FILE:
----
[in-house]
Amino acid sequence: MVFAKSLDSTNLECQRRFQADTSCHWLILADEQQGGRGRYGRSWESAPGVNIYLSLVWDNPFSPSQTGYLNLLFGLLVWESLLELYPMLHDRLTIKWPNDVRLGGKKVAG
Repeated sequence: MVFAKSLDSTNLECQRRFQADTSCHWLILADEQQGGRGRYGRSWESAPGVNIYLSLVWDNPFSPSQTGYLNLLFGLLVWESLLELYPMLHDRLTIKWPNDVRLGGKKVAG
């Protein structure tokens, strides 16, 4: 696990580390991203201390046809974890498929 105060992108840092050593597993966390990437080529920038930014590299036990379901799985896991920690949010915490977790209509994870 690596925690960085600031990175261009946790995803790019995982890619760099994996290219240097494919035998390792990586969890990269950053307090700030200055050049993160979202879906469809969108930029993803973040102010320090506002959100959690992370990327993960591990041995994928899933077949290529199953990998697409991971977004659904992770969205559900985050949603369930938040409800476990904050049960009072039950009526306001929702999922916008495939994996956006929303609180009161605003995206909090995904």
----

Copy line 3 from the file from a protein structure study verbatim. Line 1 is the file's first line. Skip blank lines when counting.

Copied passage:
Repeated sequence: MVFAKSLDSTNLECQRRFQADTSCHWLILADEQQGGRGRYGRSWESAPGVNIYLSLVWDNPFSPSQTGYLNLLFGLLVWESLLELYPMLHDRLTIKWPNDVRLGGKKVAG